Grace Millane's murderer has been sentenced to life in prison with a minimum non-parole period of 17 years.
The 28-year-old man - whose name cannot be published - was convicted in November of murdering the British backpacker in December 2018.
On Friday, Justice Simon Moore sentenced the man to life imprisonment with a non-parole period of 17 years. The mandatory sentence for murder is life imprisonment, with an at least 10-year non-parole period.
The jury of seven women and five men unanimously determined the man committed murder by strangling the young woman to death in the Auckland CityLife hotel after a four-hour Tinder date. The defence had argued during the three-week trial at the Auckland High Court that Millane's death was an accident during a form of rough sex. Her body was found buried in the Waitakere Ranges on December 9, a day after the arrest of her now-convicted killer.
"Grace was a beautiful, loving, talented daughter," David Millane, Grace's father, told reporters outside court after the murder conviction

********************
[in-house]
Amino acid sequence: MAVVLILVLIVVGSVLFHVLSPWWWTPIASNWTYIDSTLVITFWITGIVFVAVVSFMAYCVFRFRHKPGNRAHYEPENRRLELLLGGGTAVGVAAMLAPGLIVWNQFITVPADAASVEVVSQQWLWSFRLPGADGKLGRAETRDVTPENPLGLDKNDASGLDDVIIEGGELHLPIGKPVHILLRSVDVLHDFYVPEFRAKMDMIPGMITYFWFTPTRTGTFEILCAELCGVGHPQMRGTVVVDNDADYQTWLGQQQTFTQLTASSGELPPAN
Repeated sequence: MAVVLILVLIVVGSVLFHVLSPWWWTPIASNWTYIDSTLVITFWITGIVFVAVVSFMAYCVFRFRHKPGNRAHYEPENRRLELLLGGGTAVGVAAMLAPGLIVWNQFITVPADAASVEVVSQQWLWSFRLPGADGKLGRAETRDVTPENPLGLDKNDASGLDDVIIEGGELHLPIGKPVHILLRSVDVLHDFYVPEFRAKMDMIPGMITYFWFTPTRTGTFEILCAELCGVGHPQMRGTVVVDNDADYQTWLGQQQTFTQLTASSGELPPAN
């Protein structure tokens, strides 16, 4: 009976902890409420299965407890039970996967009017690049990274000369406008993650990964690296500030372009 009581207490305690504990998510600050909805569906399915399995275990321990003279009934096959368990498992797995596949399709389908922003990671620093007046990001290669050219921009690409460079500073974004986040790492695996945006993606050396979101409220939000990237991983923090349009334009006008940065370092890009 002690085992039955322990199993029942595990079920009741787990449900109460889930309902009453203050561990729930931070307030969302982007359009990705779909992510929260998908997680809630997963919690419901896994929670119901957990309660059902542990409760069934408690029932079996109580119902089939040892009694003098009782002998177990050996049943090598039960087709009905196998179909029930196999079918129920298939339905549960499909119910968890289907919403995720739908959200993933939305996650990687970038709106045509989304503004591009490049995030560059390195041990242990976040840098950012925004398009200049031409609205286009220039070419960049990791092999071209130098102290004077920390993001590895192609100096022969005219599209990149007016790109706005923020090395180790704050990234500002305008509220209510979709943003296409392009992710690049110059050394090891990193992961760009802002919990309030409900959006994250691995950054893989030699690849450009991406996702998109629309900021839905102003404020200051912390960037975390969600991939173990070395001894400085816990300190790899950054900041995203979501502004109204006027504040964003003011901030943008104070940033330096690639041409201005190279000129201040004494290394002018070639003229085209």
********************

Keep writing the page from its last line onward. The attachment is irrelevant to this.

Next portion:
"Grace was our sunshine and she will be missed forever...She did not deserve to be murdered in such a barbaric way."
Millane's disappearance and the eventual homicide investigation received unprecedented attention from New Zealanders - including from the Prime Minister - and made headlines across the globe in the United Kingdom. Vigils and marches sprung up across the country in condemnation of violence against women.
Following her killer's arrest, he was granted name suppression which continues to this day. However, several international media outlets outside of the New Zealand jurisdiction have breached the suppression. The man's identity was also revealed in 2018 when he was named in an email about what is trending in New Zealand.
In the year since Millane's death, her family have set up the Love, grace charity which collects handbags and fills them with toiletry essentials. These are then given to Women's Refuge. There are multiple locations across New Zealand, including in Auckland, Hamilton, Nelson, Gore, and Wellington, where handbags can be dropped off.
"I think she'd [Grace] be proud of us," Millane's cousin Hannah O'Callaghan told The Project on Monday. "I think she'd want to get involved… she'd probably have some ideas of her own."